Joan Chittister, bestselling author, internationally known speaker, and the executive director of Benetvision: A Resource and Research Center for Contemporary Spirituality, begins this sturdy work with a confession:

"This is the book I didn't want to write. It is certainly the book I did not intend to write. My original plan was that I would write a book about hope. It is, after all, a particularly unpredictable and often difficult period in human existence. It seemed to me that hope is the central virtue in life, certainly needed and so easy to explain. But it didn't work. Everywhere I looked, hope existed — but only as some kind of green shoot in the mist of struggle. It was a theological concept, not a spiritual practice. Hope, I began to realize, was not a state of life. It was at best a gift of life. . . . The more I struggled with the idea of hope, the more I began to realize that it is almost impossible to write a real book about hope without looking at the nature of struggle. Where in pain does hope lie? And how do we cultivate it? And what does it mean to the development of the spiritual life and the attainment of emotional wholeness?"

Chittister names some of the struggles that have tested her resilience — losing a parent at an early age and coping with teenage polio. In succeeding chapters she reveals how we all are challenged by change, isolation, darkness, fear, powerlessness, vulnerability, and exhaustion. But, like Jacob, we can gain new insights and meaning from these struggles, especially from the ones that scar us.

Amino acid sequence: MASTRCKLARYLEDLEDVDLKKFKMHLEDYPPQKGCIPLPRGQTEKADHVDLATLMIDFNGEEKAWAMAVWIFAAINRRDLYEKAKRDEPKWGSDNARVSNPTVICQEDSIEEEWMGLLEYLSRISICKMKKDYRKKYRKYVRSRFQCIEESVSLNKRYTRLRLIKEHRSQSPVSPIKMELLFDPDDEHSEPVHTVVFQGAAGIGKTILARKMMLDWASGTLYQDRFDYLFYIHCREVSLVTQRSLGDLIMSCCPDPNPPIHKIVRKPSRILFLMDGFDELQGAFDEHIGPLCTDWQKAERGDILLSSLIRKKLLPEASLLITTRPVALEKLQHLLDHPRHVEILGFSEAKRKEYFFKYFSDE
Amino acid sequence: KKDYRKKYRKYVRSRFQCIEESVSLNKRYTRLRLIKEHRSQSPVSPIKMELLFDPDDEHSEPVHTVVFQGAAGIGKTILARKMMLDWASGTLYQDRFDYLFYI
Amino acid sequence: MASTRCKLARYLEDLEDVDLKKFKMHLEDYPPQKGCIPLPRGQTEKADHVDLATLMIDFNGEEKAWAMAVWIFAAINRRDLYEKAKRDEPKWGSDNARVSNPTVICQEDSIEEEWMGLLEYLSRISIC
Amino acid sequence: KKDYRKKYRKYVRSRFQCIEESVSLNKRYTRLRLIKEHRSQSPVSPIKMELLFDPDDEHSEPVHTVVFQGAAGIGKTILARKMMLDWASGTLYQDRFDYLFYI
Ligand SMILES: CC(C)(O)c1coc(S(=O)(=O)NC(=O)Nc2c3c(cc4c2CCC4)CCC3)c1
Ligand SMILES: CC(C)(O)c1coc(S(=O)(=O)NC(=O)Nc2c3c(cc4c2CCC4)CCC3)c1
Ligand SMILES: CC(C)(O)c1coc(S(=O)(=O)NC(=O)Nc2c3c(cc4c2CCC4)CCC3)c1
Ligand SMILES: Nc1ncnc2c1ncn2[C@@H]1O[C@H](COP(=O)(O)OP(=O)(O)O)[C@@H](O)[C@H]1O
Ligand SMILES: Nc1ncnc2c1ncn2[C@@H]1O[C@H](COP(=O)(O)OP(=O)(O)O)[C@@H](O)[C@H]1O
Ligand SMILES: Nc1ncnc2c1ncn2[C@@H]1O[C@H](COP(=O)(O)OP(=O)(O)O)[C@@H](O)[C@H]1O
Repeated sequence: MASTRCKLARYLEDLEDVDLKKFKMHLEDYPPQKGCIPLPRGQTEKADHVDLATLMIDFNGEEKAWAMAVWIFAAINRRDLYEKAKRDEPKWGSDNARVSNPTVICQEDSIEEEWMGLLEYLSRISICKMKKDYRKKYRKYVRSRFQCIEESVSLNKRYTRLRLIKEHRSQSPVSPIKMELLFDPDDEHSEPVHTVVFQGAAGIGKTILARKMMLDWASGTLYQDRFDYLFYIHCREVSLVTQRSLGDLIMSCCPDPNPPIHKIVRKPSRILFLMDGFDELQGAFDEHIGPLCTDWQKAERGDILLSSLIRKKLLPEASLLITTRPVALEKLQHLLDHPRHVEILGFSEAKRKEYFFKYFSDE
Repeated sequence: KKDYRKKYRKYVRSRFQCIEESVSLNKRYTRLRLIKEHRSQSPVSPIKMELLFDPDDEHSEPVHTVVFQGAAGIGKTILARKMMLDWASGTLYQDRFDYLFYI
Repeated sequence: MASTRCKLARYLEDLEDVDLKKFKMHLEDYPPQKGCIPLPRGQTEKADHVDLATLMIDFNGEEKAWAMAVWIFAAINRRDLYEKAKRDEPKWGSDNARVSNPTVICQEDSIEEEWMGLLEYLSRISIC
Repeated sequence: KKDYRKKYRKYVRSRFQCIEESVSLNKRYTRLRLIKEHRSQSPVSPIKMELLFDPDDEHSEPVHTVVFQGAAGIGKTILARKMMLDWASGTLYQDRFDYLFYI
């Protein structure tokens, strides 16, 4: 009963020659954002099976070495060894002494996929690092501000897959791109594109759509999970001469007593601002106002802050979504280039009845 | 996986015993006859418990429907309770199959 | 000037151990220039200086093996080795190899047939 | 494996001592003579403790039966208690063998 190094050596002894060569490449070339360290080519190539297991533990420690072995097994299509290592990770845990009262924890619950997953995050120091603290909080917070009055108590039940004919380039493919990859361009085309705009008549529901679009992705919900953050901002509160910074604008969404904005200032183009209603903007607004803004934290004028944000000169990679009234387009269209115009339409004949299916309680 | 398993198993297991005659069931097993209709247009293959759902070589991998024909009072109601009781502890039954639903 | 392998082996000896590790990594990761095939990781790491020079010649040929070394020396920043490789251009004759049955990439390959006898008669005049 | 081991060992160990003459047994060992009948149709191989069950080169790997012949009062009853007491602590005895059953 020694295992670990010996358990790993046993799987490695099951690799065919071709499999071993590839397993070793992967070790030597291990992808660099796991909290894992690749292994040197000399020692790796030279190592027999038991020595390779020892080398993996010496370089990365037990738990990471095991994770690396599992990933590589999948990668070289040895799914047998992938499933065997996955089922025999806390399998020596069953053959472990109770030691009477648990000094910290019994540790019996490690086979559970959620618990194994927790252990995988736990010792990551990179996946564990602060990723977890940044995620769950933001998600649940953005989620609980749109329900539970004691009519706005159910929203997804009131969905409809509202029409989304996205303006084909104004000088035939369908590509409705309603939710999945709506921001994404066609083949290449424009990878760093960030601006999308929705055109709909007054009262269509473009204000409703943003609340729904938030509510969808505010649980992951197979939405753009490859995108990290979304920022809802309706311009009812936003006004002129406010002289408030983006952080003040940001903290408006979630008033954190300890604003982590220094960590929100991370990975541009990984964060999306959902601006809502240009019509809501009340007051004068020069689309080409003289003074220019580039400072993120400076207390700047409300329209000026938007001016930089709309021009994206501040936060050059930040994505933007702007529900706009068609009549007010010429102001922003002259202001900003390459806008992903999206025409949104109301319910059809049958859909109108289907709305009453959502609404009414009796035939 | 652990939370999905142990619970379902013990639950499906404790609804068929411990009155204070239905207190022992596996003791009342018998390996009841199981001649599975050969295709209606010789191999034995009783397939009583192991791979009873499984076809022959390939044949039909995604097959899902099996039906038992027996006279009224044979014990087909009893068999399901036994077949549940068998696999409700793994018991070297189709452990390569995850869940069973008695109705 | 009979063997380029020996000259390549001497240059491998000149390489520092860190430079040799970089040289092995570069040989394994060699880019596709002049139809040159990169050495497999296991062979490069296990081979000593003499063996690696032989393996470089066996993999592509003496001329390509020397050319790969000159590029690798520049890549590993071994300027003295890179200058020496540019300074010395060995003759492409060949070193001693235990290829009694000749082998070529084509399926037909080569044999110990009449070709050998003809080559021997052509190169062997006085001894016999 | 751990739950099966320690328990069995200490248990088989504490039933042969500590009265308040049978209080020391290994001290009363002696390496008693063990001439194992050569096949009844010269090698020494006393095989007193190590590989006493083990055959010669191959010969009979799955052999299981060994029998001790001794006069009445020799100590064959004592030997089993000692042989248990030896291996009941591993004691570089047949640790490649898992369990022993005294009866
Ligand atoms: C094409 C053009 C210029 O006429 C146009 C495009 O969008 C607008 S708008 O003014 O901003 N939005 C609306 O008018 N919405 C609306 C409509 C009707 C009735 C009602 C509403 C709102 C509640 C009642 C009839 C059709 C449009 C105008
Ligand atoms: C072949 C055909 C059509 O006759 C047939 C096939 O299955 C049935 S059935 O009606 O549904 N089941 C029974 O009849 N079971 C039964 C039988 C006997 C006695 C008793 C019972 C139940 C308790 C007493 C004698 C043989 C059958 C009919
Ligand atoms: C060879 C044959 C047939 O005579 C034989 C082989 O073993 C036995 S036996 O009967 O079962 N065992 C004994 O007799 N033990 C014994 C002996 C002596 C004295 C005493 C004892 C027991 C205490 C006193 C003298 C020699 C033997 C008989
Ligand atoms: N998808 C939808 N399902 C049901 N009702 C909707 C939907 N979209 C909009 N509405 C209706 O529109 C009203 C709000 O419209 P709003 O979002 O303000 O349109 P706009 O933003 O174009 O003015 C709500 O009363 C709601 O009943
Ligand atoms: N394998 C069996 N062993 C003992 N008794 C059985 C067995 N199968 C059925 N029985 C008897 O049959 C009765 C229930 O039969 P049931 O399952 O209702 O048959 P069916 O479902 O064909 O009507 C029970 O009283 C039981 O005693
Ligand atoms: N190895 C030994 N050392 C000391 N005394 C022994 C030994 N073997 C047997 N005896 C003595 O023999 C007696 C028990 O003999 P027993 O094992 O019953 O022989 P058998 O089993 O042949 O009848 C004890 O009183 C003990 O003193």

We liked Chittister's refusal to downplay the omnipresence of fear and futility in the culture at the present moment. As she puts it: "The great secret of life is how to survive struggle without succumbing to it, how to bear struggle without being defeated by it, how to come out of the struggle better than when we found ourselves in the midst of it."

The gifts that can emerge from the ashes are conversion, faith, courage, surrender, limitations, endurance, and transformation. We were delighted to see her commentary on the important gift in the Christian tradition of "holy indifference," which is similar to the Buddhist practice of equanimity. In the closing chapter, Chittister rings the bell of hope and it sounds much more jubilant given all that we've heard before it. She concludes: "Struggle is the gift of new life in disguise... There is beauty in the dark valleys if life. It is called hope."